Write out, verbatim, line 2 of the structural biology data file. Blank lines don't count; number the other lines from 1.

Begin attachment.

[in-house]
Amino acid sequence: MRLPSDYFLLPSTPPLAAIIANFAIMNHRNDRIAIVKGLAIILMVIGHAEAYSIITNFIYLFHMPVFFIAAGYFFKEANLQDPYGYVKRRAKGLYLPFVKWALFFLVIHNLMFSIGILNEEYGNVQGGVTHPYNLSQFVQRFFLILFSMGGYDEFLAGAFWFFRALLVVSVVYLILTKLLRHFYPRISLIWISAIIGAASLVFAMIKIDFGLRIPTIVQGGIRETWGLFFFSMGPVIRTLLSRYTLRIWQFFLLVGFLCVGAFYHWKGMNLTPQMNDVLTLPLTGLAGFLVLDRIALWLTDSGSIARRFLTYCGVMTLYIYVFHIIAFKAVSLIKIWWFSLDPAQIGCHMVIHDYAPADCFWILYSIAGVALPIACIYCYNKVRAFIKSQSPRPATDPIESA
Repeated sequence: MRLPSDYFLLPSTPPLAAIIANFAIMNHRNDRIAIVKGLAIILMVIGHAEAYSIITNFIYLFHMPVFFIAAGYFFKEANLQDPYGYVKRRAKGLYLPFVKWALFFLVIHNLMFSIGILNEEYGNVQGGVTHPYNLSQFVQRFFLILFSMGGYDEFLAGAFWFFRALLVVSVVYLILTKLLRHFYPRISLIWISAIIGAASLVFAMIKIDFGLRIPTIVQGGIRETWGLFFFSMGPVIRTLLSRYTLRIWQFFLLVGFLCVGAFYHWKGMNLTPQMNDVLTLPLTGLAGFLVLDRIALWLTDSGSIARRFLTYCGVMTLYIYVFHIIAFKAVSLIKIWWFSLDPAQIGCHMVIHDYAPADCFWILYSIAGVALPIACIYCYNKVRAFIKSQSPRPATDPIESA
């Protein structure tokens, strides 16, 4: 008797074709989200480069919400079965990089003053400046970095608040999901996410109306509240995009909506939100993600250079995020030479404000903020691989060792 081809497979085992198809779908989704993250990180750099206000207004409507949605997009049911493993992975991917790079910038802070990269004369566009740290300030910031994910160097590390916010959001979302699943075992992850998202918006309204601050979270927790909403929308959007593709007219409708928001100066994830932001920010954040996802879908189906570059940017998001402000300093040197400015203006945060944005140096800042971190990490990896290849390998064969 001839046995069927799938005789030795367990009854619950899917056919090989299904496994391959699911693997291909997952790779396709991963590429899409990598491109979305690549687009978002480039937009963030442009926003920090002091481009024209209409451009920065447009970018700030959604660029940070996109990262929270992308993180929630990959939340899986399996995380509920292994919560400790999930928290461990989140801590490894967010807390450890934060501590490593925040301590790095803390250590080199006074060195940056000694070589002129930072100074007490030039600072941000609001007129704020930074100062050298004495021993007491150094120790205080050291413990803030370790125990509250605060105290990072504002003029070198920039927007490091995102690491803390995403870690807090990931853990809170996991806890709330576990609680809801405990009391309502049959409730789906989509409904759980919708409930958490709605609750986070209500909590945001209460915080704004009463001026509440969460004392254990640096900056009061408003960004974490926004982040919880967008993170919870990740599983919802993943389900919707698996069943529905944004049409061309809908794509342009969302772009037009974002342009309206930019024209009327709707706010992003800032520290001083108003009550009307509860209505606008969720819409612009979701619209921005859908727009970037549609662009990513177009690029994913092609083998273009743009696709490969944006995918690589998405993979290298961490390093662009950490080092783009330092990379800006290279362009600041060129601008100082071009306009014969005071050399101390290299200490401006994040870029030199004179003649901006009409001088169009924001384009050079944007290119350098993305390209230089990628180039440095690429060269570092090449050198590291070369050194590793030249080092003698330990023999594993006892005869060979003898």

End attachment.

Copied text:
Amino acid sequence: MRLPSDYFLLPSTPPLAAIIANFAIMNHRNDRIAIVKGLAIILMVIGHAEAYSIITNFIYLFHMPVFFIAAGYFFKEANLQDPYGYVKRRAKGLYLPFVKWALFFLVIHNLMFSIGILNEEYGNVQGGVTHPYNLSQFVQRFFLILFSMGGYDEFLAGAFWFFRALLVVSVVYLILTKLLRHFYPRISLIWISAIIGAASLVFAMIKIDFGLRIPTIVQGGIRETWGLFFFSMGPVIRTLLSRYTLRIWQFFLLVGFLCVGAFYHWKGMNLTPQMNDVLTLPLTGLAGFLVLDRIALWLTDSGSIARRFLTYCGVMTLYIYVFHIIAFKAVSLIKIWWFSLDPAQIGCHMVIHDYAPADCFWILYSIAGVALPIACIYCYNKVRAFIKSQSPRPATDPIESA